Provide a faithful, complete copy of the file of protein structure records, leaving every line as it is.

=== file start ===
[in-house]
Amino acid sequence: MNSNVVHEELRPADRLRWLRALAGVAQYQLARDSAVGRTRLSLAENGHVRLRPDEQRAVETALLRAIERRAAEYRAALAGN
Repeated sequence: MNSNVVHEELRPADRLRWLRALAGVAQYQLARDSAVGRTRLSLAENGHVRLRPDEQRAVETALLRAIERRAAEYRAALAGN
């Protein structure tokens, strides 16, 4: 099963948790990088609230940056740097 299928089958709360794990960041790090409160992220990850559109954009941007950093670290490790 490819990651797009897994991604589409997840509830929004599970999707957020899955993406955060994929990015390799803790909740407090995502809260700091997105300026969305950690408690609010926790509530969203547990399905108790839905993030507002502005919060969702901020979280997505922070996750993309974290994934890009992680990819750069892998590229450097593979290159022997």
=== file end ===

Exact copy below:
[in-house]
Amino acid sequence: MNSNVVHEELRPADRLRWLRALAGVAQYQLARDSAVGRTRLSLAENGHVRLRPDEQRAVETALLRAIERRAAEYRAALAGN
Repeated sequence: MNSNVVHEELRPADRLRWLRALAGVAQYQLARDSAVGRTRLSLAENGHVRLRPDEQRAVETALLRAIERRAAEYRAALAGN
């Protein structure tokens, strides 16, 4: 099963948790990088609230940056740097 299928089958709360794990960041790090409160992220990850559109954009941007950093670290490790 490819990651797009897994991604589409997840509830929004599970999707957020899955993406955060994929990015390799803790909740407090995502809260700091997105300026969305950690408690609010926790509530969203547990399905108790839905993030507002502005919060969702901020979280997505922070996750993309974290994934890009992680990819750069892998590229450097593979290159022997």